Justin Timberlake Overreaches on His 20/20 Follow-Up

It's like he forgot the lessons learned from his first 'Experience'

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This post is in partnership with Consequence of Sound, an online music publication devoted to the ever growing and always thriving worldwide music scene.

This is not truffle season. In fact, to conflate the second part of Justin Timberlake’The 20/20 Experience with the first part is valid in name only. The two share superficial similarities, just as they each share with both Justified and Futuresex/Lovesounds: Basically, they’re all Justin Timberlake albums that share his post-MJ Gatsby pop aspirations. But where part one of The 20/20 Experience was 1%-er music, all truffles and neo-Sinatra affectations, Timberlake’s part two follow-up opens up dirrty, in the Christina Aguilera sense.

Timberlake has always flirted with the lines between what is sexy and what is just sexual on his records, but even at the man’s most explicit, he’s typically fallen in with the former. But, three songs in on Pt. 2, Timberlake is singing, “I got you saying Jesus so much it’s like we are laying in the manger,” which is a line only really suited for Robert Kelly. In the opening of the song immediately following, “TKO”, longtime production foil Timbaland actually says, “She kill me with the coo coochie coochie coo,” because in the world of Pt. 2′s first half, infantilizing genitals is apparently sexy.

The first half of Pt. 2 suffers because it’s the first time it appears that Justin Timberlake is actually trying. His first two records, his time with N*SYNC, his acting experiences, his Lonely Island collaborations, and even his Justin Vernon impression have always succeeded because of the air of effortlessness that surrounded him. Insta-classic singles like “Sexyback,” “Cry Me A River,” and “My Love” seemed inevitable, as though songs like this simply dripped off of Timberlake in a single studio take. Part one of The 20/20 Experience had moments — “Mirrors,” natch — but its most valid criticism was that its highs simply did not live up to JT’s unimpeachable first LPs. Part two, on the other hand, suffers most from overreaching.

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Opener “Gimme What I Don’t Know (I Want)” is one of the record’s best tracks, even if it is a watered down “Don’t Hold the Wall”, riding a syncopated backbone of acidic funk, with a guitar groove reminiscent of a stripped-down version of Nile Rodgers’ turn on Daft Punk’s “Get Lucky.” It’s classic Timberlake, an extra-smooth amalgamation of pop, funk, and R&B that shifts unexpectedly from memorable moment to memorable moment. But, its extended outro is an awkward spoken word moment that slams the song’s already obvious metaphor of the bedroom as jungle into the beaten ground. It also has monkey noises, because of course it does. It’s a three and a half-minute song stretched to just over five for no other reason than indulgence.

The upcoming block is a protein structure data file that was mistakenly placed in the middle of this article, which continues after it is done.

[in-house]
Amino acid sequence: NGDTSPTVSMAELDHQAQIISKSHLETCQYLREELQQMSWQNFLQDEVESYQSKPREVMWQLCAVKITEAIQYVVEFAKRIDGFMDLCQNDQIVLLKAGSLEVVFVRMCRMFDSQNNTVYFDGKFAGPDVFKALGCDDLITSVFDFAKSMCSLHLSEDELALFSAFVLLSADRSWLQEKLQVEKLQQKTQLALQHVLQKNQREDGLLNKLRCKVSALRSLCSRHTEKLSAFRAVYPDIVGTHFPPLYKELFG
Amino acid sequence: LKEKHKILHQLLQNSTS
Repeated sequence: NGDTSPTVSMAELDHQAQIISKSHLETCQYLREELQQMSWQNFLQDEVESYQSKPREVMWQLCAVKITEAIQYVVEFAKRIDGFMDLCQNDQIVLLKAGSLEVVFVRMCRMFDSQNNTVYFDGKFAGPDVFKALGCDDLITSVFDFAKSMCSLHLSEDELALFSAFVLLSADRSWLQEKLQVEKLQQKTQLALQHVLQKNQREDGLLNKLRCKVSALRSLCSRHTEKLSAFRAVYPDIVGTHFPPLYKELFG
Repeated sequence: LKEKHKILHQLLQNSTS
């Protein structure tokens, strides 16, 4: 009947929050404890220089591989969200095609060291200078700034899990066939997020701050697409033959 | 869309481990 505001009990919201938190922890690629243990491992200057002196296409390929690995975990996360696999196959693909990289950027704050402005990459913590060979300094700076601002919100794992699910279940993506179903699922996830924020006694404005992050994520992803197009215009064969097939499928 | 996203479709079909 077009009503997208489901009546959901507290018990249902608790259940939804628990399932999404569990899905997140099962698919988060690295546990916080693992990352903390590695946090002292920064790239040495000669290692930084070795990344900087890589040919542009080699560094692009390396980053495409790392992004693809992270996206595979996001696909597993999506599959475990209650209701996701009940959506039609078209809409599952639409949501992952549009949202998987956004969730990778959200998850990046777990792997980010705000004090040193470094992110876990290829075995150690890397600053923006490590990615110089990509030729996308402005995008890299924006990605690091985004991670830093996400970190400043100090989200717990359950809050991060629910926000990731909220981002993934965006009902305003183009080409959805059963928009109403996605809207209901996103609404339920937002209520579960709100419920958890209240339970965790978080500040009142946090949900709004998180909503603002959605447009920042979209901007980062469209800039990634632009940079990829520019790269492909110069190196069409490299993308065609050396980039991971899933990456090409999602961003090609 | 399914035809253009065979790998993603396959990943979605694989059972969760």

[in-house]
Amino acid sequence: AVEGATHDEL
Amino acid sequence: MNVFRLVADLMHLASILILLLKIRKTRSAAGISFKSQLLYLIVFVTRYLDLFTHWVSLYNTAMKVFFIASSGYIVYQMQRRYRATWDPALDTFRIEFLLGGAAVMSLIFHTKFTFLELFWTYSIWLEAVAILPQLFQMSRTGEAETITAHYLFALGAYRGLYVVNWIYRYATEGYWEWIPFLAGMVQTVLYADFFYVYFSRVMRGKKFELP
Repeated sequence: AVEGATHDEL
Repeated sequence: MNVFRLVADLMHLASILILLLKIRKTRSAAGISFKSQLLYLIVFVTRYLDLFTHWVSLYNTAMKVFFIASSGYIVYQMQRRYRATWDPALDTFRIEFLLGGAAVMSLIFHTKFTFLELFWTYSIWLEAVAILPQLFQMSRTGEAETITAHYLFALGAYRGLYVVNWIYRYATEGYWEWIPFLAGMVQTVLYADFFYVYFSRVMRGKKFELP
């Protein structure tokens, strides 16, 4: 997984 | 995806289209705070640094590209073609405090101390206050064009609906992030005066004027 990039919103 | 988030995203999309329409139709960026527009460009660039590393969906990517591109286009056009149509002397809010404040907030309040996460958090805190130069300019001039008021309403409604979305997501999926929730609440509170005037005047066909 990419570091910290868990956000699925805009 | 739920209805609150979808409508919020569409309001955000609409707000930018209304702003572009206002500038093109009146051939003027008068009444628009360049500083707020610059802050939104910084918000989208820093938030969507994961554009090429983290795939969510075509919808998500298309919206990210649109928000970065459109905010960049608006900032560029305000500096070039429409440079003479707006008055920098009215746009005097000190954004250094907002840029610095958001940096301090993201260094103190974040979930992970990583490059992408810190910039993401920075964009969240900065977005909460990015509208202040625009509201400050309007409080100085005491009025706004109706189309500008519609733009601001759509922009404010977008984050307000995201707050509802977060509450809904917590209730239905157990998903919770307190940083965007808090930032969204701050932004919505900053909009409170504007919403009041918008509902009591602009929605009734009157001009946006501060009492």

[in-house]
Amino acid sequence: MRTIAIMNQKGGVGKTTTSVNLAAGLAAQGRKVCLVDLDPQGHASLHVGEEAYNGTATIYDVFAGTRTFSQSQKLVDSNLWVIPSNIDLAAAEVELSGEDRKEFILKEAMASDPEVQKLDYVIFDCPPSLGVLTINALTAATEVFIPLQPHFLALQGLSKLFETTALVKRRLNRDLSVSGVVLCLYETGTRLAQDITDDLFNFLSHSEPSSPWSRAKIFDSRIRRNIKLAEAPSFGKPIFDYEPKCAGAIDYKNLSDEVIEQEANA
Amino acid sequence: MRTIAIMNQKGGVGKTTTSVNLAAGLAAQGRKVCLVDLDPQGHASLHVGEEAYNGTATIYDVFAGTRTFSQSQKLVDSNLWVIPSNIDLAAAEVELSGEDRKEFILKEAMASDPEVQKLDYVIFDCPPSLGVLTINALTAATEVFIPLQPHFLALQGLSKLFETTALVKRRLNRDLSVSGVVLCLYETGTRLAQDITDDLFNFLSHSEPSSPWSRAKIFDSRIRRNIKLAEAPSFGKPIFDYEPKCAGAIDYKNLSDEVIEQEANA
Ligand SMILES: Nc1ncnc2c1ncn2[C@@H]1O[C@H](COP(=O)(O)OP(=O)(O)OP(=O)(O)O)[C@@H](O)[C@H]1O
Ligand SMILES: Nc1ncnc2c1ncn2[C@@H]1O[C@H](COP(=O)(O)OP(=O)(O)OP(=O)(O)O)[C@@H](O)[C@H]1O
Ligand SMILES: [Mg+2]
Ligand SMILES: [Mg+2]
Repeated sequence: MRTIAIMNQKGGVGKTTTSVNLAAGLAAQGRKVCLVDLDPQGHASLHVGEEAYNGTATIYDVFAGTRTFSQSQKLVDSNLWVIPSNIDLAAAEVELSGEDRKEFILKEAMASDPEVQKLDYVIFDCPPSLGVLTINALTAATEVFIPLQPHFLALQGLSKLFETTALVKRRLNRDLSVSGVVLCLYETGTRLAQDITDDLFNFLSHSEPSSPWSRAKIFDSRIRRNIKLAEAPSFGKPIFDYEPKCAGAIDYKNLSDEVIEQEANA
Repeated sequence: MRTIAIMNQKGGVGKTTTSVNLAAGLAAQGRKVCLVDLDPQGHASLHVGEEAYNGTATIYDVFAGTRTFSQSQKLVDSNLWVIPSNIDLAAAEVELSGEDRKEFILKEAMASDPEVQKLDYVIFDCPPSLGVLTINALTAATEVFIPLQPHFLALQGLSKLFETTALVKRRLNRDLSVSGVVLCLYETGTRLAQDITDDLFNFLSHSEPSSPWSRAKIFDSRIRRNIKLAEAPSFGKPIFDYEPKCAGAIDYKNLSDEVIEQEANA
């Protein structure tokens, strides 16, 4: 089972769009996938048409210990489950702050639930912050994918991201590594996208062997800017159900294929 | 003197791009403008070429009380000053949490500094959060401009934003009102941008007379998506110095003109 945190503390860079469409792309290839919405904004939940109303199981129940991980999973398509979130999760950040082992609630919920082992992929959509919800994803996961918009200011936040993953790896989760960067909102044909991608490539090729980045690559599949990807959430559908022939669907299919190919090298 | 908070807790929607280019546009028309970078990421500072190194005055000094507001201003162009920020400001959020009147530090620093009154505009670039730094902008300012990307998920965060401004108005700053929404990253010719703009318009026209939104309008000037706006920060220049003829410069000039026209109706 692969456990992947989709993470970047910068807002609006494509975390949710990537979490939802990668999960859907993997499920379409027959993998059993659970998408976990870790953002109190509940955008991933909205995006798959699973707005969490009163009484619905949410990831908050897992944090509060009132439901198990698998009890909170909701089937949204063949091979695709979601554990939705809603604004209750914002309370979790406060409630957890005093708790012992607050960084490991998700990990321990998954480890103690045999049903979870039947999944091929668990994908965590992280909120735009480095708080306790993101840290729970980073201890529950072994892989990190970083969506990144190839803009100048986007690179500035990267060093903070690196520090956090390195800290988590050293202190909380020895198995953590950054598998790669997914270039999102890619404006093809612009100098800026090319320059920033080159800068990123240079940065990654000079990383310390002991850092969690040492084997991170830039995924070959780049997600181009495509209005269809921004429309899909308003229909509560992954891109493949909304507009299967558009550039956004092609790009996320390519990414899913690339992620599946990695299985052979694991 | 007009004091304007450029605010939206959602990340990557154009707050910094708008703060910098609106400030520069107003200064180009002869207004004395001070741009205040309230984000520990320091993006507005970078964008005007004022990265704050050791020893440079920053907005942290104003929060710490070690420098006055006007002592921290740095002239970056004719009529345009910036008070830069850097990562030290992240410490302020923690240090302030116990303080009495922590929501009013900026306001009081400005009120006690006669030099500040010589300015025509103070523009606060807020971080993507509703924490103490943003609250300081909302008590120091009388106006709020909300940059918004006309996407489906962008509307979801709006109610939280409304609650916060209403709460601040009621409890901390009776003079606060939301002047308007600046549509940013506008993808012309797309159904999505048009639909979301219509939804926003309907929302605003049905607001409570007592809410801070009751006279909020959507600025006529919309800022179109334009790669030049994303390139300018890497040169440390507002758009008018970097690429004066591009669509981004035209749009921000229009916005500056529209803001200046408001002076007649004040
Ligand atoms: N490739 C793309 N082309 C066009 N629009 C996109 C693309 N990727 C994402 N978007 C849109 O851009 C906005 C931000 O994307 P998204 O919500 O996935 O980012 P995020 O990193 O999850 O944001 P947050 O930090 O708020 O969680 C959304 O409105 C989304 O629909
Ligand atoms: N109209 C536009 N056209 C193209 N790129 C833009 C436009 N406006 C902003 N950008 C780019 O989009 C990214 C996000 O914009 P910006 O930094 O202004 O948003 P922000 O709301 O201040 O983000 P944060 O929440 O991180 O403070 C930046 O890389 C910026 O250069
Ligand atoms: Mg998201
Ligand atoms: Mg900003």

That indulgence is a problem across the record, but mostly in its vulgar first half. Second track “True Blood” has a primal stop/start rhythm that Missy Elliott would have murdered and that Timberlake has nailed before with “Sexyback.” But the song throws together too many elements, until the chorus is a noisy mess, obscuring the driving rhythm with a whole lot of nothing. There’s another spoken word outro here, too, and it’s equally as inexplicable and uncomfortable; at one point, a minor key disco guitar is introduced just by Timberlake saying “guitar.” Guest rap turns from Drake (“Cabaret”) and Jay Z (“Murder”) are completely forgettable (which may actually be a good thing for Jay, after his atrocious “Pound Cake” verse) and seem to serve no other purpose than to allow Timberlake to point out and pay his friends. Lead single “Take Back the Night” is JT in paint-by-numbers mode. And, when he tries a complete left turn by reaching for country pop aspirations with “Drink You Away”, the result is less Brad Paisley and more Uncle Cracker, with a gospel choir at his disposal.

The moments when Timberlake and his producers show some restraint are the brightest moments on the record, and the more romantic second half features most of them, like the “Mirrors” cousin “You Got It On,” which features JT engaging in some full-on classic crooner shit, reminding you of how damn good he is at mixing classic ’50s martini pop and modern Hennessy R&B. “Amnesia” is actually two songs that really should not have been put under a single umbrella, but both songs would have acquitted themselves well on Futuresex/Lovesounds, a high compliment for any JT track. Final track “Not A Bad Thing” is an N’SYNC song, basically, and serves as pitch perfect nostalgia-bait. Its predecessor, the penultimate “Only When I Walk Away”, actually pulls off its White Stripes blues guitar blast on the hook. But, of course, only until the five-minute outro. Sound familiar?

The biggest question with any double album is always, “Is what you have to say really unable to be constrained to a single disc?” The times when that question can be answered in the affirmative have been rare, and even a musically verbose artist like Joanna Newsom can have difficulty pulling off such widescreen aspirations. Justin Timberlake may have had the best record of his career had he pulled a Kanye West and hired Rick Rubin to cut all of the fluff out of both parts of The 20/20 Experience. But the indulgence that fit the designer Suits & Ties of Pt. 1 colors this record’s jungle sex openings and hidden “Hey There Delilah” endings, and it hamstrings an otherwise great singer into making a mediocre record.

Essential Tracks: “You Got It On,” “Not A Bad Thing,” and “Gimme What I Don’t Know (I Want)”

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